Does malaria spread from a person to another?


Can malaria spread from one person to another?


Usually, no. In most cases, the malaria parasite has to first pass from a human host into a mosquito as the mosquito takes a blood meal, and then from the mosquito into another human via the mosquito’s saliva. This severely limits the amount of person-to-person transmission that exists. In fact, the only mechanisms for direct transmission between humans are when malaria parasites are passed between a mother and her unborn child via the placenta (congenital transmission) and through unscreened blood transfusions.

Congenital malaria is the more common type of human-to-human transmission; across various surveys of newborns in West Africa, between 8-24% were found to be infected with malaria parasites.

All four main species of human malaria (P. falciparum, P. vivax, P. ovale and P. malariae) have been implicated in congenital transmission. Infection with malaria during pregnancy not only puts the mother at greater risk of severe disease episodes (probably through reduced immunocompetence during pregnancy) but may also negatively impact the baby; although in endemic areas it is rare for babies to be symptomatic for malaria when acquired congenitally, even if they have parasitaemia, they have been shown to have a higher mortality rate than non-infected newborns. In non-endemic areas, babies with congenital malaria often display symptoms, which usually manifest themselves between 2 and 8 weeks after birth. Both quinine and artemisinin-based therapies have been successfully used to treat congenital malaria.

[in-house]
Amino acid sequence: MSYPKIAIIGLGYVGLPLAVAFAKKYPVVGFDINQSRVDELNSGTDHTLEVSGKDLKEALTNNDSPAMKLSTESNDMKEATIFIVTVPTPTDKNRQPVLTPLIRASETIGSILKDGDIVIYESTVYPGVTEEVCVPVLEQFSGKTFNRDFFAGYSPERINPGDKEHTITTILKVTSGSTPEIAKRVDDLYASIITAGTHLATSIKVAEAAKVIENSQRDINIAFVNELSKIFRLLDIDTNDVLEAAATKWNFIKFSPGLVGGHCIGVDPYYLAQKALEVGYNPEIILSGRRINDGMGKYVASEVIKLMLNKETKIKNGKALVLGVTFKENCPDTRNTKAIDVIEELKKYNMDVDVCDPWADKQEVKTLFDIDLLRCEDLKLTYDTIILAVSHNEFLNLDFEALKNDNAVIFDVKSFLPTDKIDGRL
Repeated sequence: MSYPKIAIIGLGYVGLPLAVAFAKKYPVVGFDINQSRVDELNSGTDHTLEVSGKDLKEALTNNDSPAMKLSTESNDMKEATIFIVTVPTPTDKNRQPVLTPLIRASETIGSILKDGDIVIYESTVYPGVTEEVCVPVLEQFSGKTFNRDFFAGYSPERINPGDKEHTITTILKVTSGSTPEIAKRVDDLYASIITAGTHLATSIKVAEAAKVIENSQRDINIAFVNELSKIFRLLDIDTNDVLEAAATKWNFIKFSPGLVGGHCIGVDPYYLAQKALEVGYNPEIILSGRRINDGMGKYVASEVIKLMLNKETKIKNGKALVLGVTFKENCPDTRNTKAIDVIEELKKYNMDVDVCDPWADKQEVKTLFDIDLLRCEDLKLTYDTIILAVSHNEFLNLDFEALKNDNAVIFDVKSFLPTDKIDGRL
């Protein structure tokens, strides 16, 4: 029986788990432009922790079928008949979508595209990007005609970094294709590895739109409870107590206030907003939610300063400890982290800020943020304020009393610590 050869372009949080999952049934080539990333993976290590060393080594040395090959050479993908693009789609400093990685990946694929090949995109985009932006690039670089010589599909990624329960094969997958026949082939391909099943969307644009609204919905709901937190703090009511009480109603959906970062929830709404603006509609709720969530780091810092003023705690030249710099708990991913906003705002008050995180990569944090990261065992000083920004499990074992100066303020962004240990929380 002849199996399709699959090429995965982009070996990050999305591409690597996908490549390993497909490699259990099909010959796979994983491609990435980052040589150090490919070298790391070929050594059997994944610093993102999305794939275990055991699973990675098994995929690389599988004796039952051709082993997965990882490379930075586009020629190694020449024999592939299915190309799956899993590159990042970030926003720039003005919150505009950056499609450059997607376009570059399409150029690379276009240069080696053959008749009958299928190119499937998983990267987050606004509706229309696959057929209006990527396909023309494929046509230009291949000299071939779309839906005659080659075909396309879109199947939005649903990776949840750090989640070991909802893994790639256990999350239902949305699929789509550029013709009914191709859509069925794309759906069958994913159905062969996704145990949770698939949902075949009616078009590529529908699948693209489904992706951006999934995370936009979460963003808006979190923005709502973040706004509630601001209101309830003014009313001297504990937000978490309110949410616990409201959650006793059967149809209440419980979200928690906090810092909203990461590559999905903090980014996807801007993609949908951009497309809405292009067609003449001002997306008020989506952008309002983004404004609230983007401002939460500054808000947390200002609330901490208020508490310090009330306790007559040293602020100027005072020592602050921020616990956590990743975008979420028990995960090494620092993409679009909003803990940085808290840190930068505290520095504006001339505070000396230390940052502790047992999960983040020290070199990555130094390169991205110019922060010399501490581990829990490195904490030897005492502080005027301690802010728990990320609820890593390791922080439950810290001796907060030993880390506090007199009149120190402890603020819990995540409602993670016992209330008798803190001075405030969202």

Malaria infection as a result of blood transfusion was first identified in 1911 and is one of the most common illness transmitted via transfusion, although the risk of being infected, particularly in non-endemic countries, is very low.

As it is difficult to screen blood directly for malaria infection, a number of standards have been put in place by blood-collection services to reduce the risk of obtaining blood containing malaria parasites. For example, in many places, you will not be allowed to donate whole blood if you have visited an endemic malarial region in the last three months, nor should you donate if you have previously had malaria unless you have been symptom-free for at least three years.

Due to the longevity of Plasmodium malariae in the blood, you are unlikely to be able to donate blood if you have ever been confirmed as positive for P. malariae. Serological screening of blood for malaria antibodies has recently been shown to be a sensitive method for testing for malaria in blood, although it is expensive and therefore not cost-effective for screening every sample, especially in non-endemic countries. However, it can be effective and efficient to avoid wastage when employed together with a travel-based questionnaire to ascertain donors who are high-risk for malaria.

It is worth mentioning that transmission of malaria via plasma only is very uncommon, and so frequent travellers or residents in malarial areas, who may be denied the right to donate whole blood, should ask about the possibility of donating plasma instead.